'There has never been anything like this'
Japan's Shinzo Abe in 'severe condition' after being shot with handmade gun
Former Japanese Prime Minister Shinzo Abe, shot Friday while campaigning before Sunday's parliamentary elections, is hospitalized in "severe condition" and doctors are trying to save his life, Abe's successor, Prime Minister Fumio Kishida, said in an emotional press conference. "I pray from the bottom of the heart that he will survive this," he said, near tears. "This is a despicable and barbaric act that occurred in the midst of an election which is the foundation of democracy and absolutely cannot be tolerated."
Hospital and emergency response officials said Abe was initially conscious and responsive but then lost vital signs and entered a state of "cardiopulmonary arrest," which, The Washington Post reports, is "a term often used in Japan before death is officially confirmed."
Abe, 67, was shot in the chest and neck with what appears to be a double-barrel handmade gun, Japanese media reports. Police tackled and arrested the apparent gunman, 41-year-old Tetsuya Yamagami, and charged him with attempted murder. He told police he was dissatisfied with Abe and wanted to kill him, public broadcaster NHK reports.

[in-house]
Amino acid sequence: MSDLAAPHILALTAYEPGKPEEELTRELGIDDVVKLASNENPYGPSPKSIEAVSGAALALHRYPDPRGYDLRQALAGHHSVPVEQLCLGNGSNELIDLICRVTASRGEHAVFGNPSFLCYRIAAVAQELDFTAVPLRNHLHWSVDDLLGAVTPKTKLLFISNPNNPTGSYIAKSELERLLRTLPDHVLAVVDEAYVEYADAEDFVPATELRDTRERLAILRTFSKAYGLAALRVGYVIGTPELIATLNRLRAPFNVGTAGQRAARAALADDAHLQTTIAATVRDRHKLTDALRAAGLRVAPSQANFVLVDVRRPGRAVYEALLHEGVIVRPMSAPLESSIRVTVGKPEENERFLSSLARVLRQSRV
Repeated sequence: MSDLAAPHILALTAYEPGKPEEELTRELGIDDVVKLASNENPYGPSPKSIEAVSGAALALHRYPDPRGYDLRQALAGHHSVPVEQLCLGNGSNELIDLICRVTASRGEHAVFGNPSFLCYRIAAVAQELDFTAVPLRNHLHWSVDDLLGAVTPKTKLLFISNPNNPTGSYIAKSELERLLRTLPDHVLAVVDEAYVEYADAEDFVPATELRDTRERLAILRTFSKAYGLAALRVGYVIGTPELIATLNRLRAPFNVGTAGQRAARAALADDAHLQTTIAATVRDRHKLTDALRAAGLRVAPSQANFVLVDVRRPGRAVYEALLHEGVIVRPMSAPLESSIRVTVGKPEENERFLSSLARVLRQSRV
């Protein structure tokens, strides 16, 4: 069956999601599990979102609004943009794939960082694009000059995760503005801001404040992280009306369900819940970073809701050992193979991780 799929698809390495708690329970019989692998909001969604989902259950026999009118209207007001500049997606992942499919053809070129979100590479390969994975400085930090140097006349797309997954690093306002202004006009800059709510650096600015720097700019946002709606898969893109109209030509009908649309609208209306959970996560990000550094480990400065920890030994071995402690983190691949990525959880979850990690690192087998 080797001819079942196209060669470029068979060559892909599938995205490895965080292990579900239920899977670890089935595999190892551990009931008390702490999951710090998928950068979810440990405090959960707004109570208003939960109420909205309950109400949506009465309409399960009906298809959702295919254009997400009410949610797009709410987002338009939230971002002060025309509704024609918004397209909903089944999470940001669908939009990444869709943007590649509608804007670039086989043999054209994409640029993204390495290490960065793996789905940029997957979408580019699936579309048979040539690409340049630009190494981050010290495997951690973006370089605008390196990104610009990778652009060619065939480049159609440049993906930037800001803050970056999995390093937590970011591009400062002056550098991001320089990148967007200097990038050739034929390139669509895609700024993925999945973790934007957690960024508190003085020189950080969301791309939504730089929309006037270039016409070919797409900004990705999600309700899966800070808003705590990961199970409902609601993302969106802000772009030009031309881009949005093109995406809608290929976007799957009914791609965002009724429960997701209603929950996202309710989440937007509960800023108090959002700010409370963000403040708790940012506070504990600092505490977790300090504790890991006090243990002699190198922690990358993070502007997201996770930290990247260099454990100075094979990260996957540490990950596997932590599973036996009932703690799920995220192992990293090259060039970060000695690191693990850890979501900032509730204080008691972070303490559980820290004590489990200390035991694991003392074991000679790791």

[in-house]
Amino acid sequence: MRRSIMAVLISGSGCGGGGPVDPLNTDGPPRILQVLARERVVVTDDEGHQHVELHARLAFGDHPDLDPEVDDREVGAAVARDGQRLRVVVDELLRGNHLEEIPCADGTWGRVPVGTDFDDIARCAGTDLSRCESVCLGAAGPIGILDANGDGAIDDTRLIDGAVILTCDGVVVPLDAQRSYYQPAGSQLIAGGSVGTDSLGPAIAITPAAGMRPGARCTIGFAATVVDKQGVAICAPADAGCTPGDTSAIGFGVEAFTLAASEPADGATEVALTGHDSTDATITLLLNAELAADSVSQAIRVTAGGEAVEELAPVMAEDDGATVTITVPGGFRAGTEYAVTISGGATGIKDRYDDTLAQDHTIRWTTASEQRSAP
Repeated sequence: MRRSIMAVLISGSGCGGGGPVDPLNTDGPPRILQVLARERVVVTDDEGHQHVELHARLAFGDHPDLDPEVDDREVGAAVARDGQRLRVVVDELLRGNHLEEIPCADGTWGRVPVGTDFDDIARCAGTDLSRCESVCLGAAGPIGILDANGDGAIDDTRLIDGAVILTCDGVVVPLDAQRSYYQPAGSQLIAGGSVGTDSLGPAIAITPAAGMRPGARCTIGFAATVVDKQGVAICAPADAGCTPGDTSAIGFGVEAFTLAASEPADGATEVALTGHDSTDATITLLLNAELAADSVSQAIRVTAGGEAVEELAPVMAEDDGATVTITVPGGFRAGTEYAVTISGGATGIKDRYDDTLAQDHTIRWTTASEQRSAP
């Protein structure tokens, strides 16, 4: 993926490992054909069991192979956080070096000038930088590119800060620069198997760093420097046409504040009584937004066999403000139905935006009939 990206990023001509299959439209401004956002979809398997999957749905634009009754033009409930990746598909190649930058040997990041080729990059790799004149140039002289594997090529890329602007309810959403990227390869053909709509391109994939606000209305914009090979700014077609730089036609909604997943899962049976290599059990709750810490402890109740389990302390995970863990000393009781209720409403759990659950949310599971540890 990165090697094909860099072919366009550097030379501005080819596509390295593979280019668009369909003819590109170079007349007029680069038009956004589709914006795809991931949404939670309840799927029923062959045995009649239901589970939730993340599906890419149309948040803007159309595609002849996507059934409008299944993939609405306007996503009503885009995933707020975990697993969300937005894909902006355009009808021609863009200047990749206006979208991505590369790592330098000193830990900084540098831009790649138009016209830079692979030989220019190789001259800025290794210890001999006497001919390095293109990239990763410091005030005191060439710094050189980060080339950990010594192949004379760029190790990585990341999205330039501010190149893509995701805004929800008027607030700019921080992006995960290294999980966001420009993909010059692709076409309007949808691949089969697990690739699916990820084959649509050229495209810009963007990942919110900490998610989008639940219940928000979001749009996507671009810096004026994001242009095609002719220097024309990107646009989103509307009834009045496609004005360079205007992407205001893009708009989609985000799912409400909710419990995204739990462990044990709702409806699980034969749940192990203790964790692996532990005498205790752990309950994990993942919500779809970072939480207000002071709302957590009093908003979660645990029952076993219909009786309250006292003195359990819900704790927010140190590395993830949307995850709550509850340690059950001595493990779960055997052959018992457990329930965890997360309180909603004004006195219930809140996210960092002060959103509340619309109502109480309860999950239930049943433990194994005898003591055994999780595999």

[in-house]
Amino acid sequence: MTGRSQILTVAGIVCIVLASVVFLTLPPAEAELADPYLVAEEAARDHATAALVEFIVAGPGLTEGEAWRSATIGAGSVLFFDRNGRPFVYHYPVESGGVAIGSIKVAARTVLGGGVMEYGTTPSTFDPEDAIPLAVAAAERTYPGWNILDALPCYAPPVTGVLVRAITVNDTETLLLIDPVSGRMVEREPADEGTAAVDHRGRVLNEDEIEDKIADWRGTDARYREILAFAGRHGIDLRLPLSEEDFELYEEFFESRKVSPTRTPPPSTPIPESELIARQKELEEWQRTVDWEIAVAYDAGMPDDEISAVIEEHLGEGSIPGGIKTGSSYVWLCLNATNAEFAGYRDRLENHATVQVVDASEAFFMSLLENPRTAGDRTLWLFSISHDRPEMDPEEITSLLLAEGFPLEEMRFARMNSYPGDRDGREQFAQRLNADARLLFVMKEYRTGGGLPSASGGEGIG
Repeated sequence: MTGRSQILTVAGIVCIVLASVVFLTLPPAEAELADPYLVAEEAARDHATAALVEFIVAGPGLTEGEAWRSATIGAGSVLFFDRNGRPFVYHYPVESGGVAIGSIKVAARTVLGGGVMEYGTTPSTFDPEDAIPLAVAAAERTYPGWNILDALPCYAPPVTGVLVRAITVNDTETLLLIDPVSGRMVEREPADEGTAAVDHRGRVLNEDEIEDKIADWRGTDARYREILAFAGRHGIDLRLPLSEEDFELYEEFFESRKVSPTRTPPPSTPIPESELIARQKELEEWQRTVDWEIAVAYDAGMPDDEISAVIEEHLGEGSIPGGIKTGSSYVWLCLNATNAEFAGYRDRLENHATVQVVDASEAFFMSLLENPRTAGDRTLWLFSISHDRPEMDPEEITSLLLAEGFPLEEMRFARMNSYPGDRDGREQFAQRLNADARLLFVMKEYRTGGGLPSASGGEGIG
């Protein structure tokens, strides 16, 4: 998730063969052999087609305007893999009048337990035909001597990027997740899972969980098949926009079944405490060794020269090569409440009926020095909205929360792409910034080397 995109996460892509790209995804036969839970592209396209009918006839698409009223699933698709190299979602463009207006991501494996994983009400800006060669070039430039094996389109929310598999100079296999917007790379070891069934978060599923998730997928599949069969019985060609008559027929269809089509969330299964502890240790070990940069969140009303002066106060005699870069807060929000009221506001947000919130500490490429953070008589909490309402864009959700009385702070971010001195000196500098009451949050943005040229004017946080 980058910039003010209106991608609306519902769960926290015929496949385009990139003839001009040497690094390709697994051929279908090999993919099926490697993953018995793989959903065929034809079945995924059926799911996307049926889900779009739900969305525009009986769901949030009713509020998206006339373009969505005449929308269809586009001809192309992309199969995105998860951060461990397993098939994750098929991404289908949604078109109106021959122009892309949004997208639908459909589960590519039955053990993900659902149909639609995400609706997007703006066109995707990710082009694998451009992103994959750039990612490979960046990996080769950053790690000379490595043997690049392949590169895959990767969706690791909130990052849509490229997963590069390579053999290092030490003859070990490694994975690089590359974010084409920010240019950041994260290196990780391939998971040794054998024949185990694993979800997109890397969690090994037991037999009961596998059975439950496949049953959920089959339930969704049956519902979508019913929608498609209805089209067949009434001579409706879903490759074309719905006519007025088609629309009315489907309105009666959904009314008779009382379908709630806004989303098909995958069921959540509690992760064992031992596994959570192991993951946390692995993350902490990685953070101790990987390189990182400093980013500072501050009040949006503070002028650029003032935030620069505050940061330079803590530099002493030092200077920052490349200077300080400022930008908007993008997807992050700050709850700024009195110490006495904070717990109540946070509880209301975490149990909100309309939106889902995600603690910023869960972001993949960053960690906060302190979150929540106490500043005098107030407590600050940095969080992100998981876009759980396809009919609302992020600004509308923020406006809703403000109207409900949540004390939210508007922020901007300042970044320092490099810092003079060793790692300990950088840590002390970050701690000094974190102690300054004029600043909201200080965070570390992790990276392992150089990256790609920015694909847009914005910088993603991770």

Japan has extremely strict firearm laws, and gun violence is rare and most often associated with the yakuza organized crime syndicate. In 2020, the Post reports, "eight of the 10 shootings in Japan were related to the yakuza, according to the National Police Agency, resulting in one death and four injuries." Reporters who worked in Japan expressed shock at the assassination attempt and said it was felt throughout Japan.
Political violence is also rare in Japan, but not unknown. A gunman attacked Deputy Prime Minister Shin Kanemaru in 1992, but did not injure him. "In 2007 the mayor of Nagasaki was shot and killed by a yakuza gangster," Reuters notes. "The head of the Japan Socialist Party was assassinated during a speech in 1960 by a right-wing youth with a samurai short sword."
"There has never been anything like this," Waseda University political science professor Airo Hino told Reuters.